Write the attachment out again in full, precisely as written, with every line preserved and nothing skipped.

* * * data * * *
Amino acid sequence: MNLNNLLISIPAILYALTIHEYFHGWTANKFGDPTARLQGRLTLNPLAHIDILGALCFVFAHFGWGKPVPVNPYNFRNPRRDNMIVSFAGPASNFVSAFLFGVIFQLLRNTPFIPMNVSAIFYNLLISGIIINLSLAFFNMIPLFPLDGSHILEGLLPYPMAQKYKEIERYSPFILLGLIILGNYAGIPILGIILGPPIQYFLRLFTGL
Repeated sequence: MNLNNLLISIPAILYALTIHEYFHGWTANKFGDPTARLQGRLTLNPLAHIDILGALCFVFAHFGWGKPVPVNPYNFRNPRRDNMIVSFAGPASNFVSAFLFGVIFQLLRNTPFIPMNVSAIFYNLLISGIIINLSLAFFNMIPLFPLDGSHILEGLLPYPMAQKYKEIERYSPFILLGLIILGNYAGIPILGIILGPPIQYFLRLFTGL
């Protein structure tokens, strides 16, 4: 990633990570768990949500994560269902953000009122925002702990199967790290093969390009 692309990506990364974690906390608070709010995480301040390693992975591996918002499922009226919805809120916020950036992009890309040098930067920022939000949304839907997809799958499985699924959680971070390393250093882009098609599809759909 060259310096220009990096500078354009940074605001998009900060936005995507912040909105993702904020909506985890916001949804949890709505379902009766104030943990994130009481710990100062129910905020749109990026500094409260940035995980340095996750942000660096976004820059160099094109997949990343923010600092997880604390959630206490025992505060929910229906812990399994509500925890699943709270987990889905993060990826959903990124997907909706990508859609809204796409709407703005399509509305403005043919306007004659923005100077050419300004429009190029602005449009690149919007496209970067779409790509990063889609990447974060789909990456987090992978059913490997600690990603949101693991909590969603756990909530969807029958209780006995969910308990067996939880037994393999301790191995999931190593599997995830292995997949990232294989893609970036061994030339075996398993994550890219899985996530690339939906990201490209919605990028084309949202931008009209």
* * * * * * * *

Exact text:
Amino acid sequence: MNLNNLLISIPAILYALTIHEYFHGWTANKFGDPTARLQGRLTLNPLAHIDILGALCFVFAHFGWGKPVPVNPYNFRNPRRDNMIVSFAGPASNFVSAFLFGVIFQLLRNTPFIPMNVSAIFYNLLISGIIINLSLAFFNMIPLFPLDGSHILEGLLPYPMAQKYKEIERYSPFILLGLIILGNYAGIPILGIILGPPIQYFLRLFTGL
Repeated sequence: MNLNNLLISIPAILYALTIHEYFHGWTANKFGDPTARLQGRLTLNPLAHIDILGALCFVFAHFGWGKPVPVNPYNFRNPRRDNMIVSFAGPASNFVSAFLFGVIFQLLRNTPFIPMNVSAIFYNLLISGIIINLSLAFFNMIPLFPLDGSHILEGLLPYPMAQKYKEIERYSPFILLGLIILGNYAGIPILGIILGPPIQYFLRLFTGL
């Protein structure tokens, strides 16, 4: 990633990570768990949500994560269902953000009122925002702990199967790290093969390009 692309990506990364974690906390608070709010995480301040390693992975591996918002499922009226919805809120916020950036992009890309040098930067920022939000949304839907997809799958499985699924959680971070390393250093882009098609599809759909 060259310096220009990096500078354009940074605001998009900060936005995507912040909105993702904020909506985890916001949804949890709505379902009766104030943990994130009481710990100062129910905020749109990026500094409260940035995980340095996750942000660096976004820059160099094109997949990343923010600092997880604390959630206490025992505060929910229906812990399994509500925890699943709270987990889905993060990826959903990124997907909706990508859609809204796409709407703005399509509305403005043919306007004659923005100077050419300004429009190029602005449009690149919007496209970067779409790509990063889609990447974060789909990456987090992978059913490997600690990603949101693991909590969603756990909530969807029958209780006995969910308990067996939880037994393999301790191995999931190593599997995830292995997949990232294989893609970036061994030339075996398993994550890219899985996530690339939906990201490209919605990028084309949202931008009209």